Vision for ARB practice
Every year millions of property owners have complaints about their property-tax appraisals. Texas ARBs were created to provide a fair, quick, efficient and user-friendly way to resolve those complaints.The system generally works very well. There are over 1,800 ARB members in counties across Texas. The great majority are conscientious, knowledgeable people who do their best to enforce the laws that govern appraisals, exemptions and the other issues that come before them and to ensure that property taxation is fair to all taxpayers. They are open-minded, courteous and willing to make tough decisions.
Unfortunately, the Texas Legislature never hears about the millions of instances in which ARBs do their jobs very well. They hear only the stories, real or imagined, about ARBs being incompetent or mere rubber stamps for appraisal districts. In response, legislators keep making the ARB process more complicated, providing new ways for property owners to complain, isolating ARBs from appraisal districts and making it more difficult for ARBs to get help. H.B. 1887 is part of a trend in legislation that I have observed for more than two decades.
The new law limiting communications with ARB members and prohibiting an ARB from using the same lawyers used by the appraisal district may create headaches for ARBs and appraisal districts, but it also creates opportunities. My goal is to cure the headaches and take advantage of the opportunities. With twenty-seven years of experience in Texas property-tax law, I can provide the answers that ARBs need and help them through the maze of requirements imposed by the Tax Code and other laws. My experience representing property owners in New Mexico helps me understand both sides of a dispute. I can address an ARB’s concerns promptly and without the restrictions and formalities that apply when an ARB seeks information from an appraisal district or a taxing unit. I want to help ARBs uphold the law, not find ways to avoid it.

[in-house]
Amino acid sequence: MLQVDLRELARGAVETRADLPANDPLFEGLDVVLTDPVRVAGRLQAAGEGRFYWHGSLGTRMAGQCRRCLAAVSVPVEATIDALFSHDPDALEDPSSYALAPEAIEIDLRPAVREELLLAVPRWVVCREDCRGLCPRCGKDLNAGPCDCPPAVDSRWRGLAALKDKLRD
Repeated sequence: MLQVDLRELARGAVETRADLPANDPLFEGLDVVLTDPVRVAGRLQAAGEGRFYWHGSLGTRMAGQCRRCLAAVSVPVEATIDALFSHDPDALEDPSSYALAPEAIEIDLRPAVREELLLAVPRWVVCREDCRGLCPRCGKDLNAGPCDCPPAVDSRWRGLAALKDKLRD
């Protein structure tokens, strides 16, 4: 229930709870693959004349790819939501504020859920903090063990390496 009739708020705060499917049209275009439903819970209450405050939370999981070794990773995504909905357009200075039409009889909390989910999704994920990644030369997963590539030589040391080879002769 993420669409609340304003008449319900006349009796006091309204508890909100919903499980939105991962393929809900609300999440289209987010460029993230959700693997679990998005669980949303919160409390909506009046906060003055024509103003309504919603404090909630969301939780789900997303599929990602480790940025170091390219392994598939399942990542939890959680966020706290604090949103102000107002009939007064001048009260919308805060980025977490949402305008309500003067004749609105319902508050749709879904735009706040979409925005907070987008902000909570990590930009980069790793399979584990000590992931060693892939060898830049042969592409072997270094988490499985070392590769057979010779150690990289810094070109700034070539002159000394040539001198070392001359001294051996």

The opportunities come from having a practice devoted exclusively to serving ARBs. A lawyer who represents appraisal districts, taxing units or property owners anywhere in Texas might be suspected of favoring the positions of those clients. But, a lawyer who works for ARBs exclusively cannot be accused of favoring any particular interest. I will give my best and most objective advice to an ARB on any question. The parties affected by the ARB’s decision cannot claim that my advice is influenced by some conflict of interest. This should help the public and the legislature understand that ARBs really are fair and impartial.
I hope that a practice devoted to ARBs will also provide a way for ARBs to stay informed about new developments and learn from each other. I can provide information about new court opinions and legislation. If one ARB (with or without my help) develops a creative solution to a problem, I can help share that solution with other ARBs. If other ARBs refine the solution, their refinements can also be shared. By sharing information and helping ARBs stay informed, we can avoid some of those occasional mistakes that cause property owners to complain and we can help ARBs receive the respect that they deserve.
- Roy L. Armstrong
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